Channel Separation in Parallel IF Receivers

The "Parallel IF" scheme, developed in this receiver, described in the January, 2015 edition of RadCom and described and demonstrated at FDIM 2015, steers the incoming signal in a superhet receiver through one of two Parallel IF filters. These two filters allow the rig to switch between receiving bandwidths appropriate to (e.g.) SSB and CW operation, just by change of IF frequency.

Whilst the theoretical separation between the two IF paths is high, any practical realisation will have only a finite degree of isolation - there will be some breakthrough on the "unintended" IF path when the other is in use.

This was noted in the RadCom article, which states: "Very little of the signal from the tuned station passes through the other, ‘unintended’ IF filter (whose response is drastically attenuated 2MHz away from its passband)." It has also been my experience in using the method - pulling the "operational" filter out of circuit (easy to do with my plug-in modular filters) effectively muted the receiver. However, I decided it was important to make some measurements to test this separation in a practical Parallel IF rig.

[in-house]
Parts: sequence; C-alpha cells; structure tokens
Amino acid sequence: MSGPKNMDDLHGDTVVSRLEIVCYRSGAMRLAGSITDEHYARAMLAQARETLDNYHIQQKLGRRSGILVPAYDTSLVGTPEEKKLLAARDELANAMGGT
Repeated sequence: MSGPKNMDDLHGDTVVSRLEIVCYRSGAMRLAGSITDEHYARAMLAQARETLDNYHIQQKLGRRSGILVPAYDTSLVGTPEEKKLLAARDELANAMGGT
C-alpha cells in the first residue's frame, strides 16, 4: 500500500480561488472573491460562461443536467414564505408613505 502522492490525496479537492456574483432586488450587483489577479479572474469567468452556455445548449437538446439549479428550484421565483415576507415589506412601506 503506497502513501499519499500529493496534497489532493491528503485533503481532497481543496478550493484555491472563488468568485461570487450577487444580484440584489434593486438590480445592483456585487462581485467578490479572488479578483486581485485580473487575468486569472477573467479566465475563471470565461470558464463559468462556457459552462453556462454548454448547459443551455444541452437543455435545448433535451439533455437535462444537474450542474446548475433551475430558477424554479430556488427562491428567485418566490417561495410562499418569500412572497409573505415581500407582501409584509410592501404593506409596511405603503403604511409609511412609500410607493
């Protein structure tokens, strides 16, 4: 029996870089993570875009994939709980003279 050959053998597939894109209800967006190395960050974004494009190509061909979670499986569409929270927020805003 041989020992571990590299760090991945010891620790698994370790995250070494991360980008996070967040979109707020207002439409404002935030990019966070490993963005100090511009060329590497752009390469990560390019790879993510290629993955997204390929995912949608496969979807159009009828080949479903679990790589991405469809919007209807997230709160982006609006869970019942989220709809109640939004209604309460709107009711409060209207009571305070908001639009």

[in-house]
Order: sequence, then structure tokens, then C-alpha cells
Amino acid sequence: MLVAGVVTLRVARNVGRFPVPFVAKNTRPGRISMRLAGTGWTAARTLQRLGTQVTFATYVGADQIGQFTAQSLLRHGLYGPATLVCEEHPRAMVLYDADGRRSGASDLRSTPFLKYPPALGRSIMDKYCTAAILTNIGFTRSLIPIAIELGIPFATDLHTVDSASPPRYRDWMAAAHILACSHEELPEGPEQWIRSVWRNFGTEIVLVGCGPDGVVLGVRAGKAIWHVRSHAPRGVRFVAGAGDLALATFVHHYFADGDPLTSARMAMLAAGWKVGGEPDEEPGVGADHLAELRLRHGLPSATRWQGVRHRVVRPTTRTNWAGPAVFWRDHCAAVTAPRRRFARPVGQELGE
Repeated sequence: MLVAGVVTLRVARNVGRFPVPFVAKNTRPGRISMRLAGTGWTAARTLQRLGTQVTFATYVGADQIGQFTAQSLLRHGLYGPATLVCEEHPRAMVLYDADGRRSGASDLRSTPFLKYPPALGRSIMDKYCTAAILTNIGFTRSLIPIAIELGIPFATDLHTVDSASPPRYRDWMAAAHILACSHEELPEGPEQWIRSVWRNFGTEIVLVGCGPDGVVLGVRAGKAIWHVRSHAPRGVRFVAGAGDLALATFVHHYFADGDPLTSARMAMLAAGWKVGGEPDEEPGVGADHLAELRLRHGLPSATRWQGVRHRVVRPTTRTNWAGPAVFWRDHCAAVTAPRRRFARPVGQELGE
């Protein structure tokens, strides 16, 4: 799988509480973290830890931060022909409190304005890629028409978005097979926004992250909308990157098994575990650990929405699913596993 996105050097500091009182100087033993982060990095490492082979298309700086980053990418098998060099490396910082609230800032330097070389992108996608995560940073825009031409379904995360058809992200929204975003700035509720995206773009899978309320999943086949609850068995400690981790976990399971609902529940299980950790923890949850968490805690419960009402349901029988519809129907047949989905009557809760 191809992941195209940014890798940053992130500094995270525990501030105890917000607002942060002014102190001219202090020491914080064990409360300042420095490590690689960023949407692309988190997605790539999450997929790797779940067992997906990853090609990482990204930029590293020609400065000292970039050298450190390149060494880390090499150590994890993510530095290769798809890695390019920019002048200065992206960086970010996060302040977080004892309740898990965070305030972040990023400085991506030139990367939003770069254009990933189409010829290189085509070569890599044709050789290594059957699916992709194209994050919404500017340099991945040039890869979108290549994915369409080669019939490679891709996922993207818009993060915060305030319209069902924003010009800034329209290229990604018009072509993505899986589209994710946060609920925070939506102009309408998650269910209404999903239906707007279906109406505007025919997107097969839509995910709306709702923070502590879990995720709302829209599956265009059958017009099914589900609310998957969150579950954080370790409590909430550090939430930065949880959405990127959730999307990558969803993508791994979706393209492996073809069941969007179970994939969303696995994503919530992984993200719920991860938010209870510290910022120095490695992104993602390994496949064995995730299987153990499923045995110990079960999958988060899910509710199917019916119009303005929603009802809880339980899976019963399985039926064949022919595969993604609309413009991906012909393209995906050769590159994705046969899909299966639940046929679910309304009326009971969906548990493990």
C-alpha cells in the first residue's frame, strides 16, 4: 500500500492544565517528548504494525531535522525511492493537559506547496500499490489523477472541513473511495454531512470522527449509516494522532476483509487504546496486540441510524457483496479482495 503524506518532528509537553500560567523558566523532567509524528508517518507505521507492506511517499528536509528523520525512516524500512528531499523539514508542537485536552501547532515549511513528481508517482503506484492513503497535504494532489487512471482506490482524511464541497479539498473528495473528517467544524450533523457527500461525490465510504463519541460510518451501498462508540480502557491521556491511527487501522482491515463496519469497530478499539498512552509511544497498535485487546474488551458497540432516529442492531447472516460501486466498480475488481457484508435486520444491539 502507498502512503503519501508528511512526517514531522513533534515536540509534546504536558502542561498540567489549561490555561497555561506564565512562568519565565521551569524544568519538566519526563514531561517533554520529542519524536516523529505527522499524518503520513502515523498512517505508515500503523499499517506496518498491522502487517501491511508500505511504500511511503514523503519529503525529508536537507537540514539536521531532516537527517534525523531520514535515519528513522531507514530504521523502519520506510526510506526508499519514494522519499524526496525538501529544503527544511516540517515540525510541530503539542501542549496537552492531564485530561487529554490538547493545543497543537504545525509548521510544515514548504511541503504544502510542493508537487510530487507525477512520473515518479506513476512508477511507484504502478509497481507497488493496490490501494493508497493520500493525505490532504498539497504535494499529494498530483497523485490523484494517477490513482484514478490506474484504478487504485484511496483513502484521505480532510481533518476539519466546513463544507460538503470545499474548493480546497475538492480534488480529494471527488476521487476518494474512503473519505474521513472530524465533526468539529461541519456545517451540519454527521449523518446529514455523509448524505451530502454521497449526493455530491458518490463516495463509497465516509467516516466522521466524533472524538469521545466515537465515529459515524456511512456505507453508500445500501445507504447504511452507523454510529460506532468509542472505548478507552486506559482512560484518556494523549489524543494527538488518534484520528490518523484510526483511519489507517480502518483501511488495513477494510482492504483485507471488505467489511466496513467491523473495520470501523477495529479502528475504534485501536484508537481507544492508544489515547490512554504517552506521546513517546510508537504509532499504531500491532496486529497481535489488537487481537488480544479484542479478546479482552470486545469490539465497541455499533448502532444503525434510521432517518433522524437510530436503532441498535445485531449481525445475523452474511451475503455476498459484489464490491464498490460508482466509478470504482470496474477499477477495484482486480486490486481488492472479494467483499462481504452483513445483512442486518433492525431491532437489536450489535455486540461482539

I used the plug-in BITX as the test platform, and applied a 7.03 MHz signal from a DDS, via an attenuator, directly to the antenna input...

I tuned the radio so as to achieve an output at 1 kHz and monitored the output voltage on a PC analyser called "Visual Analyser". I coupled the receiver to the PC soundcard using an isolating transformer, to reduce problems with mains/line hum.

Here's the system output as measured through the CW IF filter (which uses a 12 MHz IF path)...

I disconnected the input to the 12 MHz CW filter, leaving the IF set at 12 MHz and the other (10 MHz) filter in place. The input was still applied to the receiver. The response changed...